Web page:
Marriage, to be successful, must be based on a free sharing, not on a mutual sense of obligation. Obligation can be another form of bondage. When married people look at each other with the thought, “What’s in it for me?” love flies out the window.

We need to stop thinking of marriage as a closed corporation. Marriage should be a means of dedicating oneself to a broadening of ideals, of vision. It should be a means by which two people give each other the strength to reach out and embrace the world, not to create a little castle with a mote that excludes the world.

Unfortunately, people are not raised to think expansively. There is, rather, a growing tendency in society these days to think in terms of what the world owes us, and of getting ours, rather than of what each of us, personally, can do for others, and for the world, to make it a better place to live in.

Attitudes such as these are threatening the very structure of society. We are living in an atomic age, and if we are to have the maturity to deal with the challenges posed by weapons that can kill millions at a time, we must learn to think in new ways.

Attunement with nature

Our relationship with nature is another area of life in need of redefining. We must realize that we have a responsibility not only to unborn generations but also to this planet that has lovingly given us birth.

To think that we can plunder the planet and take all of its resources for this generation’s needs is totally irresponsible. The saints in India say that the planet has become so erratic in recent years because people are no longer in tune with the harmony of nature. That’s why we have floods, droughts, excessively cold weather, and similar extremes.

Reawakening the divine forces

The divine forces are leaving this planet because we give them no attention. The spring box near my home at Ananda Village is an example. When I bought the land I was told that the spring had never gone dry. Yet, when we moved there, it was giving us only one or two gallons a minute.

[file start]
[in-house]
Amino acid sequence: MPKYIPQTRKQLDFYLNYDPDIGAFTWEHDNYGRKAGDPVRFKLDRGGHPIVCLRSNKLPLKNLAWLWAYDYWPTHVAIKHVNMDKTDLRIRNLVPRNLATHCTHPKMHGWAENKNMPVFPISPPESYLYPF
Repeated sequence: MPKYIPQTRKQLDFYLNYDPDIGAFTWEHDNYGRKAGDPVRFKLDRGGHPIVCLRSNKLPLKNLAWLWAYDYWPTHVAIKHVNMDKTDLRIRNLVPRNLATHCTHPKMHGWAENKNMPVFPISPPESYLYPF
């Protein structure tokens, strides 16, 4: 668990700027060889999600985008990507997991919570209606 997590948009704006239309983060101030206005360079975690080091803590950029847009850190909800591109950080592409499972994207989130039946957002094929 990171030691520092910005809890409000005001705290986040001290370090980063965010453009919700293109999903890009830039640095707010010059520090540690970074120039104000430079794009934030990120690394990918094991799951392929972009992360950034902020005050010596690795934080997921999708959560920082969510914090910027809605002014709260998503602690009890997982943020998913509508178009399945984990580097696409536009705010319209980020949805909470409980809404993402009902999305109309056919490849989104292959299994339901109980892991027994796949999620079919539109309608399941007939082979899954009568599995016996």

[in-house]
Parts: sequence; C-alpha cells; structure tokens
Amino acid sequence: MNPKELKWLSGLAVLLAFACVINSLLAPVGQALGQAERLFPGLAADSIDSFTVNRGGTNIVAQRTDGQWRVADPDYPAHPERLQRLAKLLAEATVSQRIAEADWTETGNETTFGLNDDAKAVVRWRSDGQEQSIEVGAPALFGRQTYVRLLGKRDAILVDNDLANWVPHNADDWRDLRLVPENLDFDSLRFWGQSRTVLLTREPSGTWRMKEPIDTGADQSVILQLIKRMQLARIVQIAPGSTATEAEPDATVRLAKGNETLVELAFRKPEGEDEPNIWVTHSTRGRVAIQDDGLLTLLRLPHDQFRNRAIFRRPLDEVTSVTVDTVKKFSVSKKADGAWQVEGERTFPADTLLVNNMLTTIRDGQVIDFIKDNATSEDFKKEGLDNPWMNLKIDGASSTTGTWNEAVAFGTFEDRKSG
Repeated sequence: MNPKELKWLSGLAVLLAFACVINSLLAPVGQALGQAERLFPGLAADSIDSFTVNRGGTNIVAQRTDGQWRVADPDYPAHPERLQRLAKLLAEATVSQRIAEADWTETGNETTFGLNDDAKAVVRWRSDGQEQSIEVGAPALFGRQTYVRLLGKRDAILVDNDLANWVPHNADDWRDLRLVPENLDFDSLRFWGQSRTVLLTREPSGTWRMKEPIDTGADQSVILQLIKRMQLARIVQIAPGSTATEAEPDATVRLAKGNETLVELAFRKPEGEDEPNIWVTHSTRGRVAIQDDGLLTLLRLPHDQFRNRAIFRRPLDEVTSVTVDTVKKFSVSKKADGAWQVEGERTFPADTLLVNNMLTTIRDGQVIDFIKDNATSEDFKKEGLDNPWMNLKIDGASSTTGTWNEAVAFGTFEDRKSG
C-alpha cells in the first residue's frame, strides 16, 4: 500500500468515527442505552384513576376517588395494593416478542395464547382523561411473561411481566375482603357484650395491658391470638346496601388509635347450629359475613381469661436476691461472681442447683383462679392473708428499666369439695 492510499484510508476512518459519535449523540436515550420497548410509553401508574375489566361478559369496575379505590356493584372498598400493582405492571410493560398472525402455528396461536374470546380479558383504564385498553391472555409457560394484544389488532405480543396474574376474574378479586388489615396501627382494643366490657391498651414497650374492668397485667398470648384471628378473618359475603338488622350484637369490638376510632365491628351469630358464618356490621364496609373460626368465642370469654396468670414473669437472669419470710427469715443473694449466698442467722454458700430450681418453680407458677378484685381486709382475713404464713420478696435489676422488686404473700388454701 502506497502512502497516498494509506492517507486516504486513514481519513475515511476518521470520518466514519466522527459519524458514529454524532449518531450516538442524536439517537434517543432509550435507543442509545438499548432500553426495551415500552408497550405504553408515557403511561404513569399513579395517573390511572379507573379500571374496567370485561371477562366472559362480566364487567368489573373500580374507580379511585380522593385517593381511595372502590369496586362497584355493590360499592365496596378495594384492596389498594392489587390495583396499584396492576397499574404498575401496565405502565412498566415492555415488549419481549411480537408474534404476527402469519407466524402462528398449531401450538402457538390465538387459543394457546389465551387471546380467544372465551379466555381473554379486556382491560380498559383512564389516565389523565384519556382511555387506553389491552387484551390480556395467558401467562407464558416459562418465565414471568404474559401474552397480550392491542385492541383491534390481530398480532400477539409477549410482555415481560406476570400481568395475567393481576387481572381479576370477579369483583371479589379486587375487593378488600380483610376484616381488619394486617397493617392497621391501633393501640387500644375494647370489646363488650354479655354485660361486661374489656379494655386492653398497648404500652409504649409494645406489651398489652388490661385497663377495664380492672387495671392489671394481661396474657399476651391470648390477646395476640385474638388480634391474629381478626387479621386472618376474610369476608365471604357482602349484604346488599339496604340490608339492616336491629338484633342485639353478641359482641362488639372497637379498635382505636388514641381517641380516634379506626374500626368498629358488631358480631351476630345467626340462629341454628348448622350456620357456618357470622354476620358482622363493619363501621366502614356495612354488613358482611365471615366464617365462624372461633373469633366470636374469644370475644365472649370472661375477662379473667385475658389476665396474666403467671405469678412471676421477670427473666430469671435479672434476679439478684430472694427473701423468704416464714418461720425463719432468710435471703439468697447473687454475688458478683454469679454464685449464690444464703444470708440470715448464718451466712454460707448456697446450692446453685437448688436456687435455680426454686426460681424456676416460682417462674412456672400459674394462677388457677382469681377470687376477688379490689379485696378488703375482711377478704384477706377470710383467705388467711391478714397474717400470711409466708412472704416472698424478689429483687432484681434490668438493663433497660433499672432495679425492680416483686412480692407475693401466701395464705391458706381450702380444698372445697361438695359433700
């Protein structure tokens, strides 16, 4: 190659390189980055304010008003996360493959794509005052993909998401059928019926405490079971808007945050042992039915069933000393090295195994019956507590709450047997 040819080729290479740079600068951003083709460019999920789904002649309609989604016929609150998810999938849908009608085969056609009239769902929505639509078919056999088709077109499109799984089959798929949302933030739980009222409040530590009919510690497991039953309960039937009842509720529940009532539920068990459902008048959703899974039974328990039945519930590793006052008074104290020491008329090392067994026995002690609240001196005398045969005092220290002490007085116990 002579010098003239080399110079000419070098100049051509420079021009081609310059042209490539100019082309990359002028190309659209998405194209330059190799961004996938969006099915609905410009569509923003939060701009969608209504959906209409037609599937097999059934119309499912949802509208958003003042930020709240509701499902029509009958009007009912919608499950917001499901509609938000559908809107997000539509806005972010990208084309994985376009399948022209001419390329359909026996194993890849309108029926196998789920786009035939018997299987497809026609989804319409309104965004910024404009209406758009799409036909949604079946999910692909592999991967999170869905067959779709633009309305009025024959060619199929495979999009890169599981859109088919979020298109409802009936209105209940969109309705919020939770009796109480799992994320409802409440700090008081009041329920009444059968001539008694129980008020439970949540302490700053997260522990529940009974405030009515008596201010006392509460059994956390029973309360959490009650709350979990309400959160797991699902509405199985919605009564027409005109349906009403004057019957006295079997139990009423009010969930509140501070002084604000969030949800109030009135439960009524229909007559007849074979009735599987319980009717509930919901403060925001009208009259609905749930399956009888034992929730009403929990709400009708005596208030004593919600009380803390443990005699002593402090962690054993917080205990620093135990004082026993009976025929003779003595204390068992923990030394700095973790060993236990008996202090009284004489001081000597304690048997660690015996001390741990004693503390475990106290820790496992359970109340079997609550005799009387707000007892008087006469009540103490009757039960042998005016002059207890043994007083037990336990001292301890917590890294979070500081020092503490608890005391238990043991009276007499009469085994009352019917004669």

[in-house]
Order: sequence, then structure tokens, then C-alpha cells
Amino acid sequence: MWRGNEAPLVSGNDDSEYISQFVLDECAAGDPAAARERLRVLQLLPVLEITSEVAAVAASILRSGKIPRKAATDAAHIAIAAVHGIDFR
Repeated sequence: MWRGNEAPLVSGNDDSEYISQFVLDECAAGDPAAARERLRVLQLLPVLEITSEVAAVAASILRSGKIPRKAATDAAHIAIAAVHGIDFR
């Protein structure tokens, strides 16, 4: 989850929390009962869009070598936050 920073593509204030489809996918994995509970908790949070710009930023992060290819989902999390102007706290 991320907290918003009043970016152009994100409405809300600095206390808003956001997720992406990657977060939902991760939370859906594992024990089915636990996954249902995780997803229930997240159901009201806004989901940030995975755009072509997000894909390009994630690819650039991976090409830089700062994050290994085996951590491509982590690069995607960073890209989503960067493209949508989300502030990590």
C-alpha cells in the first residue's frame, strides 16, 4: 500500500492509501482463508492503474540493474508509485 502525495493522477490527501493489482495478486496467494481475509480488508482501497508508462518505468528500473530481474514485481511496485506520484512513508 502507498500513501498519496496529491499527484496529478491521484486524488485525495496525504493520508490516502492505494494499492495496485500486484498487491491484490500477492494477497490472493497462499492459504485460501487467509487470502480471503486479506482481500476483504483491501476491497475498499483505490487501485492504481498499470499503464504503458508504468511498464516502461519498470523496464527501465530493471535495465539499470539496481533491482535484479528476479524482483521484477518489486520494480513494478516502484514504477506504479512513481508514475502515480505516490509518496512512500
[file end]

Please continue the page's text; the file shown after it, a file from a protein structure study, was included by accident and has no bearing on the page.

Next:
I kept insisting that there was more water, and eventually the others started clearing out the spring box, cleaning the spring. More and more water began to come until very soon we were getting ten to fifteen gallons a minute.

Just as a spring goes dry if it isn’t regularly flushed out and used, so also does the flow of the Divine in nature close down if we ignore it. It’s like a person to whom you don’t give appreciation; gradually he stops giving. In our relationship with nature, as with people, there has to be reciprocity.

We recently started the “nature channels” at Ananda to try to reawaken the divine forces. As each person makes it his or her particular mission to see God in the trees, rivers, stars, or some other aspect of nature, it will help to re-open those channels for the Divine.

A shared vision

Ananda can bring these and other areas of life to a focus through expansive new models. By living according to high ideals and setting that example, we will make a tremendous impact for good on society.

Recently a friend said, “I think that Ananda is the most important thing happening on this planet.” I didn’t say what you might expect, “I’m glad you think so.” I spoke rather from a sense of certainty and said, “Yes, I know it is.”

It’s not that Ananda specifically is the important place. It’s rather a spearhead, one of several, of something happening today that’s showing people a way to the future.

Throughout history, the real steps forward have often come when a few people are fired by a new vision and support each other. A good example is the Renaissance in Florence, Italy where many of the artists knew each other and fed each other’s inspiration.

This pattern occurs over and over throughout history. For the current age, it’s communities like Ananda that are laying the groundwork for the future. We are creating a way of life so dynamic and beautiful that it’s destined to become a force to be reckoned with because it’s a solution to so many of society’s problems.